# nsparseMatrix-classes: Sparse "pattern" Matrices In Matrix: Sparse and Dense Matrix Classes and Methods

 nsparseMatrix-classes R Documentation

## Sparse "pattern" Matrices

### Description

The `nsparseMatrix` class is a virtual class of sparse “pattern” matrices, i.e., binary matrices conceptually with `TRUE`/`FALSE` entries. Only the positions of the elements that are `TRUE` are stored.

These can be stored in the “triplet” form (`TsparseMatrix`, subclasses `ngTMatrix`, `nsTMatrix`, and `ntTMatrix` which really contain pairs, not triplets) or in compressed column-oriented form (class `CsparseMatrix`, subclasses `ngCMatrix`, `nsCMatrix`, and `ntCMatrix`) or–rarely–in compressed row-oriented form (class `RsparseMatrix`, subclasses `ngRMatrix`, `nsRMatrix`, and `ntRMatrix`). The second letter in the name of these non-virtual classes indicates `g`eneral, `s`ymmetric, or `t`riangular.

### Objects from the Class

Objects can be created by calls of the form ```new("ngCMatrix", ...)``` and so on. More frequently objects are created by coercion of a numeric sparse matrix to the pattern form for use in the symbolic analysis phase of an algorithm involving sparse matrices. Such algorithms often involve two phases: a symbolic phase wherein the positions of the non-zeros in the result are determined and a numeric phase wherein the actual results are calculated. During the symbolic phase only the positions of the non-zero elements in any operands are of interest, hence numeric sparse matrices can be treated as sparse pattern matrices.

### Slots

`uplo`:

Object of class `"character"`. Must be either "U", for upper triangular, and "L", for lower triangular. Present in the triangular and symmetric classes but not in the general class.

`diag`:

Object of class `"character"`. Must be either `"U"`, for unit triangular (diagonal is all ones), or `"N"` for non-unit. The implicit diagonal elements are not explicitly stored when `diag` is `"U"`. Present in the triangular classes only.

`p`:

Object of class `"integer"` of pointers, one for each column (row), to the initial (zero-based) index of elements in the column. Present in compressed column-oriented and compressed row-oriented forms only.

`i`:

Object of class `"integer"` of length nnzero (number of non-zero elements). These are the row numbers for each TRUE element in the matrix. All other elements are FALSE. Present in triplet and compressed column-oriented forms only.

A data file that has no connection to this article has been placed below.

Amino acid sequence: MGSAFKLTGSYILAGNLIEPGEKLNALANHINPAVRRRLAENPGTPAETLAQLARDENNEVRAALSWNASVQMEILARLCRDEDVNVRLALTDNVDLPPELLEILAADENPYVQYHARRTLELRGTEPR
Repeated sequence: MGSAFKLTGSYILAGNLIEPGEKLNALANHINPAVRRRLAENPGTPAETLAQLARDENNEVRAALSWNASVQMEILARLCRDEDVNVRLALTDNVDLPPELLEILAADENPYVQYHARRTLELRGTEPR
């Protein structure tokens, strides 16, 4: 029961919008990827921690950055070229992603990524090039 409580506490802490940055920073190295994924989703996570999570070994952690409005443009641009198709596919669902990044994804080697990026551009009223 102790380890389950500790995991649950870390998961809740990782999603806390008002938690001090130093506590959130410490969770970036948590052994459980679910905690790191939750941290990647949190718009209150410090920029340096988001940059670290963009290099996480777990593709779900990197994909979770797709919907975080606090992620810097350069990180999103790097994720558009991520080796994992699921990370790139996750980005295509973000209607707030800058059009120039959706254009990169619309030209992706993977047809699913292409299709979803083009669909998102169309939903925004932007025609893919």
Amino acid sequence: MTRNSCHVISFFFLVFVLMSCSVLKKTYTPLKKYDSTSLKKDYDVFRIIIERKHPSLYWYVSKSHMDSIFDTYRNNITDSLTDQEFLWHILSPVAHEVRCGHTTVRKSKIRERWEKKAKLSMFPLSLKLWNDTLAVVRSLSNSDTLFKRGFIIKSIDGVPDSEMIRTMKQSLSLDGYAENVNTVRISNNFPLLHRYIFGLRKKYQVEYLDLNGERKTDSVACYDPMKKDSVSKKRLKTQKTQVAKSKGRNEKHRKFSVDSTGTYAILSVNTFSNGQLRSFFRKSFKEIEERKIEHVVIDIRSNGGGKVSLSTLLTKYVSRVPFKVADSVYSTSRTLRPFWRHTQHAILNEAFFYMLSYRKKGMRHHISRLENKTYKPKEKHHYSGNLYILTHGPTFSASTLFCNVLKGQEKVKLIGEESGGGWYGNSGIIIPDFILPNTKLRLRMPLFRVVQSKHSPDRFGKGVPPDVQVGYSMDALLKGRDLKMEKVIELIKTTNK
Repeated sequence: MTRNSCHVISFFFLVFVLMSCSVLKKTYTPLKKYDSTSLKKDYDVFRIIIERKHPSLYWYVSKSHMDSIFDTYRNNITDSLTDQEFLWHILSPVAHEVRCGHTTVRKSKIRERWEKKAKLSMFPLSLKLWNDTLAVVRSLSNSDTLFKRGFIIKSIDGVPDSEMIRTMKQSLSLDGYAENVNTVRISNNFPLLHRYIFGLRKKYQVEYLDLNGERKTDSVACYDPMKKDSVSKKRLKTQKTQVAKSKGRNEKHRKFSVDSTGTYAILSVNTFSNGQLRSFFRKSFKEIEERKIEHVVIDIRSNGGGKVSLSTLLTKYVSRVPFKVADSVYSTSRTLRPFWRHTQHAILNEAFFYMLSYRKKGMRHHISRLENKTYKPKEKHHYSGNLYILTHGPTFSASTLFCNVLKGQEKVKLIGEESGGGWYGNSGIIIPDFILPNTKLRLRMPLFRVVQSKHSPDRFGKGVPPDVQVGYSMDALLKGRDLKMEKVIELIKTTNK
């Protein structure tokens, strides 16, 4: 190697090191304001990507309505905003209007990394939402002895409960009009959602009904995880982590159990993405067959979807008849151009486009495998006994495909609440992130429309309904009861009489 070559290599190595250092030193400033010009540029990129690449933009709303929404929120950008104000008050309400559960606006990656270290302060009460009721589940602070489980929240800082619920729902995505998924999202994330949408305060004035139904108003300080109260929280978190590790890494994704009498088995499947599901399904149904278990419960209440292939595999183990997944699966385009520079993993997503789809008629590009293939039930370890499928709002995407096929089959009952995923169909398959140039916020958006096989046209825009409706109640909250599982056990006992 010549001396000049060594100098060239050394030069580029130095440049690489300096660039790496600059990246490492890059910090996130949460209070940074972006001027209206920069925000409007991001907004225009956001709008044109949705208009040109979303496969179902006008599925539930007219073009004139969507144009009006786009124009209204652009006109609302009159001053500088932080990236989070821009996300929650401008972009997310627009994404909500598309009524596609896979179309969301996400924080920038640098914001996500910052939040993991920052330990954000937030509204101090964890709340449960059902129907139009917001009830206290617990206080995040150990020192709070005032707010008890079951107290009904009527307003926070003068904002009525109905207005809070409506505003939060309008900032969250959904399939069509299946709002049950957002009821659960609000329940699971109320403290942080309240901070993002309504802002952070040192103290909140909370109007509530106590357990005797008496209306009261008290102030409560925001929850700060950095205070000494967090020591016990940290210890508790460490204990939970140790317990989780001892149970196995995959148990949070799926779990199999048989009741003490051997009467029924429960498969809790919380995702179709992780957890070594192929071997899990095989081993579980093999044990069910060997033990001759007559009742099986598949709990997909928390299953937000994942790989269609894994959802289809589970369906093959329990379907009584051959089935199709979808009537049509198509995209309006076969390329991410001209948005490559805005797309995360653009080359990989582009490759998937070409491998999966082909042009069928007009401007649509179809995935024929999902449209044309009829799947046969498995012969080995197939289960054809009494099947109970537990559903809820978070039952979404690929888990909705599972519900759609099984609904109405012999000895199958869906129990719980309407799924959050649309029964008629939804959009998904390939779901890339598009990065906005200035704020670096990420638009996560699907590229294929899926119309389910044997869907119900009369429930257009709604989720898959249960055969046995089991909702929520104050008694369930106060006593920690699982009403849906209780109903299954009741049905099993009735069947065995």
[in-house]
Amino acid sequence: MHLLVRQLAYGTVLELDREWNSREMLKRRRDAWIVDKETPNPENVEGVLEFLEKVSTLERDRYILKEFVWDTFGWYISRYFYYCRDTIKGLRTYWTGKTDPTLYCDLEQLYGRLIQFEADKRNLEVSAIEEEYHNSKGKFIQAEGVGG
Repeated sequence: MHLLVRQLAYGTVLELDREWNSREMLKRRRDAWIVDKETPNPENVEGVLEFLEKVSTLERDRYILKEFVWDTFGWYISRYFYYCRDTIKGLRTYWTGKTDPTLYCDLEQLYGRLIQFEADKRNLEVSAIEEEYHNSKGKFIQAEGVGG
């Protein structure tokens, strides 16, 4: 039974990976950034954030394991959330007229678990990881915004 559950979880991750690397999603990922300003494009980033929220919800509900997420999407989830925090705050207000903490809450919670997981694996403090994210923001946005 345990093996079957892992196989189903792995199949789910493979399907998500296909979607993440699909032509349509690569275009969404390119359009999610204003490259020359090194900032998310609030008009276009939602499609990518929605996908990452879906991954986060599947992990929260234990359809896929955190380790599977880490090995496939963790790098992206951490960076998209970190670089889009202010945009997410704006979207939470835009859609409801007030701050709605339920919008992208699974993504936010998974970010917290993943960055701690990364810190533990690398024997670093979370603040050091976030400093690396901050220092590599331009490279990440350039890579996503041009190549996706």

`j`:

Object of class `"integer"` of length nnzero (number of non-zero elements). These are the column numbers for each TRUE element in the matrix. All other elements are FALSE. Present in triplet and compressed row-oriented forms only.

`Dim`:

Object of class `"integer"` - the dimensions of the matrix.

### Methods

coerce

```signature(from = "dgCMatrix", to = "ngCMatrix")```, and many similar ones; typically you should coerce to `"nsparseMatrix"` (or `"nMatrix"`). Note that coercion to a sparse pattern matrix records all the potential non-zero entries, i.e., explicit (“non-structural”) zeroes are coerced to `TRUE`, not `FALSE`, see the example.

t

`signature(x = "ngCMatrix")`: returns the transpose of `x`

which

`signature(x = "lsparseMatrix")`, semantically equivalent to base function `which(x, arr.ind)`; for details, see the `lMatrix` class documentation.

the class `dgCMatrix`

### Examples

```(m <- Matrix(c(0,0,2:0), 3,5, dimnames=list(LETTERS[1:3],NULL)))
## ``extract the nonzero-pattern of (m) into an nMatrix'':
nm <- as(m, "nsparseMatrix") ## -> will be a "ngCMatrix"
str(nm) # no 'x' slot
nnm <- !nm # no longer sparse
## consistency check:
stopifnot(xor(as( nm, "matrix"),
as(nnm, "matrix")))

## low-level way of adding "non-structural zeros" :
nnm <- as(nnm, "lsparseMatrix") # "lgCMatrix"
nnm@x[2:4] <- c(FALSE, NA, NA)
nnm
as(nnm, "nMatrix") # NAs *and* non-structural 0  |--->  'TRUE'

data(KNex)
nmm <- as(KNex \$ mm, "nMatrix")
str(xlx <- crossprod(nmm))# "nsCMatrix"
stopifnot(isSymmetric(xlx))
image(xlx, main=paste("crossprod(nmm) : Sparse", class(xlx)))
```

Matrix documentation built on Nov. 11, 2022, 9:06 a.m.